For a book titled Palo Alto, I got very little sense of place or setting. The book really could have been set anywhere. I didn't fell any special connection to the place after reading it. Everything was described as any other old house, school or park. I didn't see the relevance of setting the book in Palo Alto (other than the fact Franco had a past there) and what the book was trying to say about the place. It made it sound like an area run down by deadbeat teenagers who destroyed public property just for the sake of doing it, were desperate to have sex, beat up people they hated and got high or drunk at every opportunity. Is Palo Alto really is like that? I'd like to think not, but maybe that's how Franco saw it, and what his child/teen years were like. Unsure.
The reason I am giving this book two stars instead of one is because though I couldn't relate to a lot of the characters, at times a quote or paragraph would stick out to me. Most of the characters were lost and contemplating life and at times I still feel that way. Furthermore, following the lives of teenagers from a small town (not sure if Palo Alto is considered small but it had that sort of vibe in the book) was, at times, reminiscent of the characters in The Casual Vacancy by JK Rowling which I throughly enjoyed reading last year. Unfortunately it was no were near as good or meaningful.
I need to keep on reminding my self that Palo Alto isn't a whole book but rather a selection of stories all set in the same area. Whilst some stories were definitely more captivating, most of them could have been cut out all together or weren't worth reading. I think Franco would have done better just releasing these on a blog for people to read in little snippets rather than as a whole book. Maybe I should have paced myself and read one story occasionally instead of reading it all in one shot. Even son, each story even when told from a different character's point of view had the exact same tone, there was no character development and no sense of setting. I found this to be a very obscure and weird read and am confused as to whether this was what Franco was going for. You will not find any coming of age themes or life lessons learned in the book. If you are someone who enjoys reading about teenagers causing havoc and their unresolved quarter life crises then maybe parts of this book will interest you. Even then, I would still not recommend it as there are much better reads with similar themes being addressed (The Casual Vacancy - JK Rowling, The Catcher in the Rye - JD Salinger).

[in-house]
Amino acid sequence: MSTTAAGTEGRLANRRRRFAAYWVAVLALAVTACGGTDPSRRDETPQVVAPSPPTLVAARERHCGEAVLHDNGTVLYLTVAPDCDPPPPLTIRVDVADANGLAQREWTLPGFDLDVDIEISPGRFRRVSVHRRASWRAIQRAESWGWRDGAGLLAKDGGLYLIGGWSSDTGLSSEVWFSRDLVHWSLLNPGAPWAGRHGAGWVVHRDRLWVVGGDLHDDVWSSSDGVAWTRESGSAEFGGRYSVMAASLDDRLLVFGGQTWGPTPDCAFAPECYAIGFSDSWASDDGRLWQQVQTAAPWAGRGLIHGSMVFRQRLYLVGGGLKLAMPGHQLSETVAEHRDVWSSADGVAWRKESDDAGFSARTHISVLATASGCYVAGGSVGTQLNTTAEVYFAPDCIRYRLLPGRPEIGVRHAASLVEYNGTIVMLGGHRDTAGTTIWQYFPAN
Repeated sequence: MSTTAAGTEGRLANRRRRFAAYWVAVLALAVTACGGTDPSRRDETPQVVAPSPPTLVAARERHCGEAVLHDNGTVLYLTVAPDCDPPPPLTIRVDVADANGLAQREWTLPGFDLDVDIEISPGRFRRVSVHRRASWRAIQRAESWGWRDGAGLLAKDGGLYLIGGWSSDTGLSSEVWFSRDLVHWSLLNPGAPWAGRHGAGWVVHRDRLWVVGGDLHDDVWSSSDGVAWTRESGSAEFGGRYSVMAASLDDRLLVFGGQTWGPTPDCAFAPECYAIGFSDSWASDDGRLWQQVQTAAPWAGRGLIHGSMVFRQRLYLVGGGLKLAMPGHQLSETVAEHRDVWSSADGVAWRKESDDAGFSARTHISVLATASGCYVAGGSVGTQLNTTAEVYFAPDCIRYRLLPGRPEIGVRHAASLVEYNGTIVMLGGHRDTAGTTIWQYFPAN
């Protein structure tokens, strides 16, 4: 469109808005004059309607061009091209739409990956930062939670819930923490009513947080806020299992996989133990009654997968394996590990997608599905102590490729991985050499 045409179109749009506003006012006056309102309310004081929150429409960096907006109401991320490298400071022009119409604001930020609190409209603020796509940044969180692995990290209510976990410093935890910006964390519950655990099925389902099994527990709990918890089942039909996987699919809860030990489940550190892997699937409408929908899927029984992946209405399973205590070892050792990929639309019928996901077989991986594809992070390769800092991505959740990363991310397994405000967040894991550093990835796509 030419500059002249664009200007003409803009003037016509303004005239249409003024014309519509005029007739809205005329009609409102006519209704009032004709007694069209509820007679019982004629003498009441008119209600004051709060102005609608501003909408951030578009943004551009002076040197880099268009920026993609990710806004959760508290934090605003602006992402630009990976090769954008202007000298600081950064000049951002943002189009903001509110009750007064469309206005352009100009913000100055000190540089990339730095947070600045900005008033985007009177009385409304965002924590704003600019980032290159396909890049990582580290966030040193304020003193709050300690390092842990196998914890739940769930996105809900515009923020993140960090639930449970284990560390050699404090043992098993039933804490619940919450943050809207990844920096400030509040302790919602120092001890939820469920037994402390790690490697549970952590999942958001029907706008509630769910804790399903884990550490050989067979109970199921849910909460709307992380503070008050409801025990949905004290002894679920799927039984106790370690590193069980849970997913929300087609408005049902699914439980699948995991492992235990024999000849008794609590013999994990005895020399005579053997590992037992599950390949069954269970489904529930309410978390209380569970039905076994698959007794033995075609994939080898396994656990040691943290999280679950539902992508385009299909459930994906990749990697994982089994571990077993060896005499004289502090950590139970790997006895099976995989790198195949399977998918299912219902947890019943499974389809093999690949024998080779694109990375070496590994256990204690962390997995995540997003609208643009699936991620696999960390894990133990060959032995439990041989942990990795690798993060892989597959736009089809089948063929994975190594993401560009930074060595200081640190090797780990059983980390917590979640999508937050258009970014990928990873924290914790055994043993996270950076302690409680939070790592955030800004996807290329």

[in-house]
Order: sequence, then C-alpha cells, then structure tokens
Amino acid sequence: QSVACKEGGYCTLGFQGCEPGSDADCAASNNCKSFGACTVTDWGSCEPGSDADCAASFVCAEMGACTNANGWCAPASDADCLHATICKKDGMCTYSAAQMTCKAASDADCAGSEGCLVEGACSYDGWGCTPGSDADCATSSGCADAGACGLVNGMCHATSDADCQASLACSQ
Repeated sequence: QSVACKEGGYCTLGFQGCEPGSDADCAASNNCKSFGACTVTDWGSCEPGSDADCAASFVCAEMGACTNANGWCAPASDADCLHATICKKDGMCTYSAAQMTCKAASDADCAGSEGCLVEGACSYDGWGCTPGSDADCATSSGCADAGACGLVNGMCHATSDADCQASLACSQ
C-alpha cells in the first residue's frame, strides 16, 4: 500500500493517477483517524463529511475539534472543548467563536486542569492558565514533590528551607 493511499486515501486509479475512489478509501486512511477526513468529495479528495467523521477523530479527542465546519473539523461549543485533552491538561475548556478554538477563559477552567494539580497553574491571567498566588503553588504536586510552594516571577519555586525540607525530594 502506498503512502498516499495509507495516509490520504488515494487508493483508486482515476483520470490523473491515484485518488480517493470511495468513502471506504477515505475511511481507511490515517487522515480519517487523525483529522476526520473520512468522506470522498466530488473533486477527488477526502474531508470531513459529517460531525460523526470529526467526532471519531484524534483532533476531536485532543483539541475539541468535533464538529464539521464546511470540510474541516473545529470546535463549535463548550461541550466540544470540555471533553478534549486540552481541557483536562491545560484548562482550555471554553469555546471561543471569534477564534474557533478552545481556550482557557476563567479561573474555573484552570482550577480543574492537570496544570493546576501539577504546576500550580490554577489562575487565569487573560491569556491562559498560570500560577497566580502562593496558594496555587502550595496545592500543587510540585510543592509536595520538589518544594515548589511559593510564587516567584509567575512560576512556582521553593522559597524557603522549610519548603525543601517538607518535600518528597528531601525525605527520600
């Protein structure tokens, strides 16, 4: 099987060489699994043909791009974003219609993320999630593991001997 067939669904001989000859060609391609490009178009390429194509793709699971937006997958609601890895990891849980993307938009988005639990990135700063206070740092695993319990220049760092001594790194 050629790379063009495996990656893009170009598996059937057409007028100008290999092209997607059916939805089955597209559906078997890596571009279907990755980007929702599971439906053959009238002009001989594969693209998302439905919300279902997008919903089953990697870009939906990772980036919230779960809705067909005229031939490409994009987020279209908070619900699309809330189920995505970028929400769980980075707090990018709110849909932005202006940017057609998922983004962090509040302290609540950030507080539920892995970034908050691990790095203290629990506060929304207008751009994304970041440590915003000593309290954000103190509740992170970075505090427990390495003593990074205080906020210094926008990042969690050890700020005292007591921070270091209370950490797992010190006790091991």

The book has also been made into a movie. I have yet to watch it but from what I can tell the movie follows a few select characters, and not everything in the book. I will keep you updated via my Twitter.
All this being said, I am still a fan of James Franco. I don't think any of us can deny that he is a very good actor. I don't want to say he shouldn't write anymore because he is amazingly educated in literary creations and if he is passionate about it then I have no right to say he shouldn't pursue it. With more practice and direction he may potentially become a better writter but I won't be rushing out to buy his next book.